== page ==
Teachers lecture legislators at Plainview town-hall meeting
PLAINVIEW — A winter of political discontent played out in microcosm Saturday afternoon in Plainview, where Republican state representatives Mike Benson, of Rochester, and Steve Drazkowski, of Mazeppa, held a town-hall meeting and heard an earful from unhappy public school teachers.
Benson and Drazkowski both said they support a statewide two-year freeze on teacher salaries, while teachers among the nearly 100 people at the meeting contended that local school districts should retain control over salary decisions.
"We're not arguing the freeze, we're arguing the local control," said Kit Hawkins, president of the Rochester Education Association. "If you give districts the local control, you'll find out who can manage their budgets and who can't."
Drazkowski said the statewide freeze would avert layoffs for 1,385 teachers. But he set off a chorus of protest when he said, "Teachers have the best interests of kids at heart. Unions do not."
"But we are the union," several teachers responded in unison.
One teacher accused Drazkowski of denigrating Minnesota's public schools. Another pointed out that a state-imposed freeze is the kind of state mandate Drazkowski earlier in the meeting said he wants to eliminate. Still another said that public employees are as important as private-sector employees in keeping the economy healthy.
"We don't just take our check and run away with it," said Kevin Keilholtz, a Plainview-Elgin-Millville teacher. He said he shops locally and owns a home in town. "The majority of us live here, we're invested in the community," he said.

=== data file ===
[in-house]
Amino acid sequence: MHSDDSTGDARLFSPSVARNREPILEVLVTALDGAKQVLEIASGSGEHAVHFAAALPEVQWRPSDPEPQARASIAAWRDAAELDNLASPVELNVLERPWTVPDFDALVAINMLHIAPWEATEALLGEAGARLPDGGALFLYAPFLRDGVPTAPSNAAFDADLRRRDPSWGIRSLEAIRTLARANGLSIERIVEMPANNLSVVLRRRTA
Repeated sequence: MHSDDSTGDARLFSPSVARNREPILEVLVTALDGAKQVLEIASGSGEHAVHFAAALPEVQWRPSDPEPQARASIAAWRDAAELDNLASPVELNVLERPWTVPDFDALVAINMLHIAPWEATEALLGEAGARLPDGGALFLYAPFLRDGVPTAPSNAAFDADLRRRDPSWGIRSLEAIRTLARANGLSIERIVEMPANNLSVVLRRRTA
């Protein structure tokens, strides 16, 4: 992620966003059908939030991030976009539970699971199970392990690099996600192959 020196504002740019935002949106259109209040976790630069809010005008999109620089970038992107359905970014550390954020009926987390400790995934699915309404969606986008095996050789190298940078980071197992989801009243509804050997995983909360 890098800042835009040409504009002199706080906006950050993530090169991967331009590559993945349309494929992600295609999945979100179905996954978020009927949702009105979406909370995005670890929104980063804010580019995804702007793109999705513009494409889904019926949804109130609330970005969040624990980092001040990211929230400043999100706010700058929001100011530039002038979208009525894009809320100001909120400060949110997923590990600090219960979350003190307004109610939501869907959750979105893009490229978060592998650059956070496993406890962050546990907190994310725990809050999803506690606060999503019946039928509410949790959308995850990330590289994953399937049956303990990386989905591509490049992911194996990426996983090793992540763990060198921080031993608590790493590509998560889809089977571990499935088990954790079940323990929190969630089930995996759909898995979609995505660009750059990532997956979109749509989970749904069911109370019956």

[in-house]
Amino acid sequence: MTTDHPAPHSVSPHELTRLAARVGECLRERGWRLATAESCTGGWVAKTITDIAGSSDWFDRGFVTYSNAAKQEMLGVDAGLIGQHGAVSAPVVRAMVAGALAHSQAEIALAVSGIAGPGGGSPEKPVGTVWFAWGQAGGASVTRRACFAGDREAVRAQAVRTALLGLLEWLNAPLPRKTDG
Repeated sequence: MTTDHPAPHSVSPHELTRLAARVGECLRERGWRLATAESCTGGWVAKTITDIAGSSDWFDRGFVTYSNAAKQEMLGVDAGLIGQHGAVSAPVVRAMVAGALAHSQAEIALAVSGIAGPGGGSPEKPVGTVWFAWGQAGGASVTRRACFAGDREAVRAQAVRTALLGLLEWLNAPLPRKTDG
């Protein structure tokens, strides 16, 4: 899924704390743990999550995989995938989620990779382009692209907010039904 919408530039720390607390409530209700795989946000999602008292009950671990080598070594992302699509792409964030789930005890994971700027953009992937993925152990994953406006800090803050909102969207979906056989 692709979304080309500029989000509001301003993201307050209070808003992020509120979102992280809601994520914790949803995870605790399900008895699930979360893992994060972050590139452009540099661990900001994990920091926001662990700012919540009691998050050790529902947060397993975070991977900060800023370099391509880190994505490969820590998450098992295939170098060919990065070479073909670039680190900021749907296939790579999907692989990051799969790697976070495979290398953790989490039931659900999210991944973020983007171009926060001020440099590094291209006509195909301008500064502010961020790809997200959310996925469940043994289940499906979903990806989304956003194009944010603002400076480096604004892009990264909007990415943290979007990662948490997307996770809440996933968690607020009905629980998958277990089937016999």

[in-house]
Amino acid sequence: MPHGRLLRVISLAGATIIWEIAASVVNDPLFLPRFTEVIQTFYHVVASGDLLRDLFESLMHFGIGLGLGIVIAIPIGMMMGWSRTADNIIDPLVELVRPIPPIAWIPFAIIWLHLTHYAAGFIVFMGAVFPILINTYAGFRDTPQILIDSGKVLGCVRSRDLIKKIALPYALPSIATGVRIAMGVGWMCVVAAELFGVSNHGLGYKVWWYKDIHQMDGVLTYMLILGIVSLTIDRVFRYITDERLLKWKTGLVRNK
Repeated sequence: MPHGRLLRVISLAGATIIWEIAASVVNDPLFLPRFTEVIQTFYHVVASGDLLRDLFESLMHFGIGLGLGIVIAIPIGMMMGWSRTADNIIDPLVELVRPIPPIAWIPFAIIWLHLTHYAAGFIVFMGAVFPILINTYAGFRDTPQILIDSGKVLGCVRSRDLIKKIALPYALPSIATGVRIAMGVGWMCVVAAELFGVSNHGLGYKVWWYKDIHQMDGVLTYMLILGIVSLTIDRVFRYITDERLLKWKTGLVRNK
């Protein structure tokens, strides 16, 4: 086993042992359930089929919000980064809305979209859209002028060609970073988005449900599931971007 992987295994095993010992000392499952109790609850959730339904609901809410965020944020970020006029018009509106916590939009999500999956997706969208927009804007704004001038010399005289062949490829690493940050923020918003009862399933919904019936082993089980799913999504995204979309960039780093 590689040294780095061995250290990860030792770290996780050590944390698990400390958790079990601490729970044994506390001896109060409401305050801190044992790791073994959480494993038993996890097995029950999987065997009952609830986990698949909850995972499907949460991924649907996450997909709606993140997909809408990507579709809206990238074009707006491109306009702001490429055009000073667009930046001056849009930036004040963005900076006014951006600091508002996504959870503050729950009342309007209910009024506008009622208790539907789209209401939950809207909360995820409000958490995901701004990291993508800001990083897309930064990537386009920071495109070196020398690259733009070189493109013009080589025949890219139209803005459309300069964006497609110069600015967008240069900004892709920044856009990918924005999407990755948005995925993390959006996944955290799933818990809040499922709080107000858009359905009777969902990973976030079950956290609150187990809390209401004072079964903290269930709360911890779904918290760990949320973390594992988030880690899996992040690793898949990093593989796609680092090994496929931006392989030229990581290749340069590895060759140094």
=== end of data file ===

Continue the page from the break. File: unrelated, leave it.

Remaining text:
Jan Karnas, a Rochester teacher, said she worked in private industry before becoming a teacher, and has never worked harder than she works now. "This us-against-them is not doing us any good," she said. "Just because we have hard times, it falls on the teachers as the bad guys?"
Benson said it is intended that the pay freeze would be temporary, for two years. "Folks, we've run out of money," he said.
To that end, Benson and Drazkowski promoted a number of pro-business bills that they say would improve the state's business climate, including tax cuts for what Drazkowski called "job providers."
"I wouldn't get carried away with tax cuts generating a growing economy," countered Plainview bank official Dean Harrington. "I've been in business for 41 years, and taxes were higher in 1970."
Taxes since then have been steadily reduced, Harrington said. "I've been waiting for that payoff, and it hasn't come," he said.
Molli Funk, of Plainview, asked the representatives if they've looked for additional revenue. "Are you coming up with answers, instead of just cuts?" she asked.
"It would take new laws," Benson said.
"But we can change laws," Funk said. "Why can't we try something?"
In response, Drazkowski said it's possible that some of the Legacy Act funding mandated to support arts and the environment could be used to plug holes in the budget.